Seed World

Sequencing Wheat’s Ancestor Might Bolster Yields

An international consortium of public and private partners plans to sequence the genome of wild emmer, an ancestor of modern wheat, according to a report from SciDev.Net.
Scientists from the group say that the nutrient-rich wheat could yield ideas to address global hunger by making modern wheat varieties healthier and hardier.
Wild emmer is the progenitor of today’s durum and bread wheat varieties. It was one of the first crops to be domesticated during the dawn of agriculture, around 10,000 years ago in the Middle East.
“Wild emmer wheat can be naturally crossed with domesticated wheat, hence it is a potential source for wheat improvement,” says Assaf Distelfeld, a wheat geneticist at Tel Aviv University, Israel, and lead researcher in the project. Sequencing wild emmer wheat could assist efforts to improve the quality and yields of modern varieties, he says.
For example, wild emmer grain is rich in micronutrients such as iron and zinc. Transferring this trait to bread wheat could reduce malnutrition among people whose diet is based on this staple crop, the scientists say. According to the Food and Agriculture Organization of the United Nations, wheat provides roughly one-fifth of the calories eaten around the world.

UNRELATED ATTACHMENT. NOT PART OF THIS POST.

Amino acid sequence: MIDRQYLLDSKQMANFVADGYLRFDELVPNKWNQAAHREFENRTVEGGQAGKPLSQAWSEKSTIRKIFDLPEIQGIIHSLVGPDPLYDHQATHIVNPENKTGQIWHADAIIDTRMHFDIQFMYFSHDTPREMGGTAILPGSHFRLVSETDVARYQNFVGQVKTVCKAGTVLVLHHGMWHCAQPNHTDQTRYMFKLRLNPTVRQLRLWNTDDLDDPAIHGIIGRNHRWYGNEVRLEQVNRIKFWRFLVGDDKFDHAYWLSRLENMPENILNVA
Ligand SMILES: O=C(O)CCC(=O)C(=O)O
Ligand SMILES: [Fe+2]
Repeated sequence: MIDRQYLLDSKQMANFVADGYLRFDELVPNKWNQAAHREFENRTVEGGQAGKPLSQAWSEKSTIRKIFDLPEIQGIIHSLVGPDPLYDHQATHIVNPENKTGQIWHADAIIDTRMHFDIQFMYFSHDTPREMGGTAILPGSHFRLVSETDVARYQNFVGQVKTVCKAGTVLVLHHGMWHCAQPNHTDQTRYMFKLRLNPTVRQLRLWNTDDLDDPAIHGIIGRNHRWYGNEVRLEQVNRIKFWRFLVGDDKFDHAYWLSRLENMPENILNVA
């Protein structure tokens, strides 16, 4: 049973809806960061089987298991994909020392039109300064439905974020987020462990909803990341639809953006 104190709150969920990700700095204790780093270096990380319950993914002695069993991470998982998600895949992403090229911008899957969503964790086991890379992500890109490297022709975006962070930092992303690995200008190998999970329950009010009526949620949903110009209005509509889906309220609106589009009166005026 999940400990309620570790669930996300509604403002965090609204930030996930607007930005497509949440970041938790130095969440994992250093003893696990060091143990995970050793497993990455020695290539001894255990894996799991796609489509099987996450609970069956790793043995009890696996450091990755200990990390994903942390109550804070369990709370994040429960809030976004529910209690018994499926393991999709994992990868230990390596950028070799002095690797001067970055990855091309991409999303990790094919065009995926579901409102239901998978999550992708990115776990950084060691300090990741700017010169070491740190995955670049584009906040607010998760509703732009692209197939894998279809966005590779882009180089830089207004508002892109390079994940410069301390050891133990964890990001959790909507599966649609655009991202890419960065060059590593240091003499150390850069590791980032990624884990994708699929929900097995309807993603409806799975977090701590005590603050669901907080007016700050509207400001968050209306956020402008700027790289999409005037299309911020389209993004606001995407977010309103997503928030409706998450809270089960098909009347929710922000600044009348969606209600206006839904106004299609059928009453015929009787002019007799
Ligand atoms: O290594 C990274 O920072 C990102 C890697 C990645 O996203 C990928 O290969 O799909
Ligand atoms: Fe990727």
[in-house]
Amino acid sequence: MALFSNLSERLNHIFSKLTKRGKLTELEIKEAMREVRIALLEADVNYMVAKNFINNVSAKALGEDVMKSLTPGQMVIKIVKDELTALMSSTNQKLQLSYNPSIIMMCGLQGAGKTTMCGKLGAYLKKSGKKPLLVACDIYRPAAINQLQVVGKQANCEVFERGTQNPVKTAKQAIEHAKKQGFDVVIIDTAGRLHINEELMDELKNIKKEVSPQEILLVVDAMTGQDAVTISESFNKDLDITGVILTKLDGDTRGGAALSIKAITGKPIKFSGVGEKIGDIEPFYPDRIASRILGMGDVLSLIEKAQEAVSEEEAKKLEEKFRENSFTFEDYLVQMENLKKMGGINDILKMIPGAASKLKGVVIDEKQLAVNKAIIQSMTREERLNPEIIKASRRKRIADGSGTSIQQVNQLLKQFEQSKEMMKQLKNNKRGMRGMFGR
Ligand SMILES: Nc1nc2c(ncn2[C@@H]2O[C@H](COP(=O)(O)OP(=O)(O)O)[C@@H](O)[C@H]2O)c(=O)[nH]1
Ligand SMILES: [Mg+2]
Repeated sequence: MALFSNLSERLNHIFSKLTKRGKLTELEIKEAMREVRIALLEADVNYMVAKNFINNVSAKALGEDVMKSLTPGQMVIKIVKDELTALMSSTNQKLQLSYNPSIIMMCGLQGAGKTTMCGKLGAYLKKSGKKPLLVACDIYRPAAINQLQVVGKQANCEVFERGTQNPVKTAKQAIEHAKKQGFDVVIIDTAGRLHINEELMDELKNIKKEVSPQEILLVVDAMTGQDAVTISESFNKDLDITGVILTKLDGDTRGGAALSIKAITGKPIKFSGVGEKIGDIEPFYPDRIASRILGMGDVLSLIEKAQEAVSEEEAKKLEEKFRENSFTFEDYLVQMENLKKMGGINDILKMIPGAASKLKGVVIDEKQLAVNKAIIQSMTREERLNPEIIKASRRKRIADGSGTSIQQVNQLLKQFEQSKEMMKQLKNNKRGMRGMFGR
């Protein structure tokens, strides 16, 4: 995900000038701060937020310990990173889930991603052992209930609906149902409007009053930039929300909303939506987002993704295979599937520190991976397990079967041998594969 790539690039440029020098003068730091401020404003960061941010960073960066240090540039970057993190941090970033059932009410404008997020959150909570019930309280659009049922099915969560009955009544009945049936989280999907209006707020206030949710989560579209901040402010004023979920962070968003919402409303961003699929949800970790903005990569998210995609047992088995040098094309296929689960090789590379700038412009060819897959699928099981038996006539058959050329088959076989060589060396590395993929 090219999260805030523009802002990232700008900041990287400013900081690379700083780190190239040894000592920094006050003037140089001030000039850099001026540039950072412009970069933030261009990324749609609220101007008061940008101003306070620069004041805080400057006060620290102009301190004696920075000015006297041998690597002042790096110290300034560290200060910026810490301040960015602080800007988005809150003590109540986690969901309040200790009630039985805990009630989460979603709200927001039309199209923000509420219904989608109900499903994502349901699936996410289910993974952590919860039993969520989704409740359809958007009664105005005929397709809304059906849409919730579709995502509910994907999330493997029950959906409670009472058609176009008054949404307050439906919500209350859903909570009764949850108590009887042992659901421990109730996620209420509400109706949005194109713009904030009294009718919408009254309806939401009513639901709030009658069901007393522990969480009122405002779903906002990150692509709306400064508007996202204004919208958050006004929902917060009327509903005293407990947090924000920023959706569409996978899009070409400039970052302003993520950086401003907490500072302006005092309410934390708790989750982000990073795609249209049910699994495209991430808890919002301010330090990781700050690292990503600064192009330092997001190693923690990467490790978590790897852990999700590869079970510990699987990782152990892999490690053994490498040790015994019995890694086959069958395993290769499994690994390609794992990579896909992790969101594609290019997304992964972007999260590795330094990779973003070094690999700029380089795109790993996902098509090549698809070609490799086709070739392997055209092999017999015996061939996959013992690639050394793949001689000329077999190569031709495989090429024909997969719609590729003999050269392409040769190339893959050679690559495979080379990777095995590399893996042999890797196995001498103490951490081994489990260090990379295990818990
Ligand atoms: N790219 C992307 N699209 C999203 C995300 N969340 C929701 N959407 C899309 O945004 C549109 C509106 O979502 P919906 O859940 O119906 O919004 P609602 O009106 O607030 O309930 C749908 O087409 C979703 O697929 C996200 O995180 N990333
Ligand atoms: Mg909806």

“In addition, we hope to identify genes that enable wheat to grow better in tough environments, thus improving our food security,” Distelfeld says.
The completed genome could increase opportunities for breeding programs in the developing world to address hunger, which is one of the UN’s proposed sustainable development goals.
More information is available online at